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  • Ac-DEVD-CHO br When DNA damage occurs cellular repair mechan

    2020-08-03


    When DNA damage occurs, cellular repair mechanisms known as DNA damage responses (DDRs) are triggered to detect the damage lo-cation, signal their presence, and repair the damaged DNA. H2AX is a histone protein randomly incorporated into the nucleosome—the basic repeat unit of chromatin—during replication [11]. It is a substrate of several protein kinases related to phosphorinositide-3-kinase, such as ataxia telangiectasia mutated, ataxia telangiectasia and Rad3–related, and DNA-dependent protein kinase [12]. In DDRs, phosphorylation of H2AX is crucial for DNA DSB repair initiation. Phosphorylated H2AX, or γ-H2AX, mediates DNA DSB repair protein recruitment and regula-tion [12,13]. The accumulation and dissolution of γ-H2AX determine the extent of DNA DSB sensing and repair.
    2. Materials and methods
    2.1. Cell irradiation system
    The National Tsing Hua University (NTHU) cell irradiation system was designed and constructed by Cho et al. in 2013 [14]. The irradia-tion platform, established on the beam line of a 3-MV Van de Graaff accelerator at the NTHU accelerator laboratory, is able to deliver ver-tical homogeneous α-particle or proton beams for cell irradiation. A diagram of the NTHU cell irradiation system is presented in Fig. 1. In the main scattering chamber, a 100-nm-thin gold film tilted at 45° is used as the particle scattering foil. A 1-mm-diameter beam exit aperture opens directly above the scattering foil and is sealed with a 100-nm Si3N4 membrane to maintain a vacuum in the main scattering chamber. The Van de Graaff accelerator’s charged-particle beam, focused and shaped by a series of quadrupole magnets and collimators, is guided into the main scattering chamber. There, the incident charged particles are scattered by the gold foil, and only those particles that are vertically scattered can escape through the exit aperture for cell irradiation. This system also features a beam Ac-DEVD-CHO chamber behind the scattering chamber to absorb unused charged particles and suppress the particle-induced photon background. Through this design, the NTHU cell irra-diation system can provide a uniform, vertically directed proton or α-particle beam. The maximum particle energy is 2.5 MeV, and the beam flux can be controlled at 200–500 particles per second in the beam aperture position. Moreover, a specially designed silicon nitride base culture dish was used in this study to avoid unwanted α-particle energy loss before reaching the target cell. The base of this culture dish was formed by a 15 × 15 × 0.35 mm3 silicon chip, on which two 1 × 1 mm2 apertures were made and covered by a 100-nm silicon
    nitride membrane. Our earlier research already demonstrated that a silicon nitride membrane has suitable biocompatibility and attachment yield for the adherent cell. However, because the silicon chip thickness was larger than the α-particle range, only those cells seeding in the vicinity of the apertures could be α-particle irradiated. A detailed de-scription of the cell irradiation system and silicon nitride base cell culture dish may be found in our earlier studies [14,15]. In this study, general GBM cells and GBM CSCs were seeded on the silicon nitride base culture dish separately. Both cell lines were irradiated with 2.0-MeV α-particles at 1.6 Gy, and γ-H2AX expression was observed at 0.5, 1, 4, 12, and 24 h after irradiation.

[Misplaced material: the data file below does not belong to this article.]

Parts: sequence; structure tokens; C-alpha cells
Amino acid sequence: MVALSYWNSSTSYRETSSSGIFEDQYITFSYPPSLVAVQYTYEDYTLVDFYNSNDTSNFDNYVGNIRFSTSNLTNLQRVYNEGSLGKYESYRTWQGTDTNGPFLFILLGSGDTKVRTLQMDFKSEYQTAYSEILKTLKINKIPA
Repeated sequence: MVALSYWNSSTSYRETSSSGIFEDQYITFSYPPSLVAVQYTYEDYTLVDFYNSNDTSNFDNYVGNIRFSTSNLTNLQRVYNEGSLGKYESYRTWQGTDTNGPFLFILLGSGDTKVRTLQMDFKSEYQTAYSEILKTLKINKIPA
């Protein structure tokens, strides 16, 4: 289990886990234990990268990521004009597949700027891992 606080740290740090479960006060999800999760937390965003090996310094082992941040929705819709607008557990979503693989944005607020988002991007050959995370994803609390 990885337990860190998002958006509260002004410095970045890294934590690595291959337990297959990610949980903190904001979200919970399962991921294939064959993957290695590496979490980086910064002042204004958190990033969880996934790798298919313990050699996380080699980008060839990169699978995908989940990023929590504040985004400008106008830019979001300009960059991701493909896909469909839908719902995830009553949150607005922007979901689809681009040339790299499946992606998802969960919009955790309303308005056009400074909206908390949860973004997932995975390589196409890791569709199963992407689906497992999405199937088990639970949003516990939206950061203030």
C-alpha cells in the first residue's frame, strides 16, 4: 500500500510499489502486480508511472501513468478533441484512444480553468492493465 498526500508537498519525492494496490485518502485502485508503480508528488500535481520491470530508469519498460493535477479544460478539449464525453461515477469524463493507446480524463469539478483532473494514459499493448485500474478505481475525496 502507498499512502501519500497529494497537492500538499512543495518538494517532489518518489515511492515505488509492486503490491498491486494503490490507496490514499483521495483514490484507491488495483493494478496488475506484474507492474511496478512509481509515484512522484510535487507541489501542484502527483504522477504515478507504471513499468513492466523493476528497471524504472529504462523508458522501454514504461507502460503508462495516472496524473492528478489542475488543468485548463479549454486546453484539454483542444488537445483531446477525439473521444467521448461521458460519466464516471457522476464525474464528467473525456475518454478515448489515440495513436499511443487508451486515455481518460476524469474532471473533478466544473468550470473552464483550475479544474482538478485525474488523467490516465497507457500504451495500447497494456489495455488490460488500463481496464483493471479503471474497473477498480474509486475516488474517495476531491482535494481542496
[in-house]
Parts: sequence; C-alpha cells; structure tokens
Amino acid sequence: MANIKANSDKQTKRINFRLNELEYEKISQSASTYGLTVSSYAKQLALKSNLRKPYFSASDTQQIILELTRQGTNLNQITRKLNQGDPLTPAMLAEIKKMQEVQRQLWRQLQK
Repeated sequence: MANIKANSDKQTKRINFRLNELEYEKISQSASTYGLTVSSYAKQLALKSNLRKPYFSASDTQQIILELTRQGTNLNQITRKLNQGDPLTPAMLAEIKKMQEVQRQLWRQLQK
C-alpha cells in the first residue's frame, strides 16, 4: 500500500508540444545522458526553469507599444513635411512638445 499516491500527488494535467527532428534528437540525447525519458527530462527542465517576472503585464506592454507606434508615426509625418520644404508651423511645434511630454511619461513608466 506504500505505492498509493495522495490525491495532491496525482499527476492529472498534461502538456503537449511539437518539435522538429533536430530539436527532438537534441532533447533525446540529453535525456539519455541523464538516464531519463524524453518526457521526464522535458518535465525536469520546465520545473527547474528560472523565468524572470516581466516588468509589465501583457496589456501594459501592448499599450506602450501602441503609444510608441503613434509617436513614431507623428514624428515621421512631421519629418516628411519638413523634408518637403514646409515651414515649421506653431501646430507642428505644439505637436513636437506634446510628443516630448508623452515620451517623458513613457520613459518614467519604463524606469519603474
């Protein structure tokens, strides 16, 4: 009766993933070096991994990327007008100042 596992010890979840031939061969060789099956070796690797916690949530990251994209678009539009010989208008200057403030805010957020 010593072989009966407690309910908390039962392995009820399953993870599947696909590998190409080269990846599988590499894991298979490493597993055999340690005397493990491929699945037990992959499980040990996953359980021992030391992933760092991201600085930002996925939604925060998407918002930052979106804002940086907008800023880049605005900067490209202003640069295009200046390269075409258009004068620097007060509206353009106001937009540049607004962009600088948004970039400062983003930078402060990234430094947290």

The permanent human brain malignant glioma cell line 8401 (GBM 8401), established from a 31-year-old Chinese woman with GBM, was kindly provided by Dr. Wei-Hwa Lee. In Dr. Lee’s laboratory, GBM 8401 was subcultured in vitro in a monolayer culture for more than 100 passages over 24 months. A study by Lee et al. revealed the tumor-igenicity of the GBM 8401 cell line in athymic nude mice [16]. In the present study, the GBM 8401 cell line was cultured in an RPMI 1640 medium, with 10% fetal bovine serum and 1% penicillin–streptomycin solution added to provide sufficient nutrients for cell growth. Unlike the general GBM cell line, isolated GBM CSCs were cultivated in an RPMI 1640 medium without serum, to which B-27 supplement (17504; Gib-co, Waltham, USA), N2 supplement (17502; Gibco, Waltham, USA), fibroblast growth factor Ac-DEVD-CHO (F0291; Sigma-Aldrich, St. Louis, USA), and epidermal growth factor (E9644; Sigma-Aldrich, St. Louis, USA) were added to provide special nutrients and growth factors for stem cell cultivation.
    Because CSCs are a minor subpopulation within general tumor cells, they necessarily have certain similarities with such cells. Therefore, finding specific methods or markers to isolate CSCs from general tumor cells is critical to CSC research. Four methods have been well verified and widely used to isolate CSCs from tumors, namely, CSC-specific cell surface marker identification, side population phenotype detection through Hoechst 33342 exclusion, floating spheres growth capability, and aldehyde dehydrogenase activity [17]. In this study, we employed CSC-specific cell surface marker identification to isolate CSCs from the general GBM cell line. As the target protein, we chose CD133, a transmembrane glycoprotein widely expressed in various organs. Other studies have designated CD133 as an essential marker for identifying CSCs in leukemia, brain tumors, prostate cancer, hepatoma, pancreatic cancer, and colon cancer [18,19]. Lathia et al. reported that CD133+ GBM CSCs are capable of self-renewal through symmetric and asym-metric cell division [20].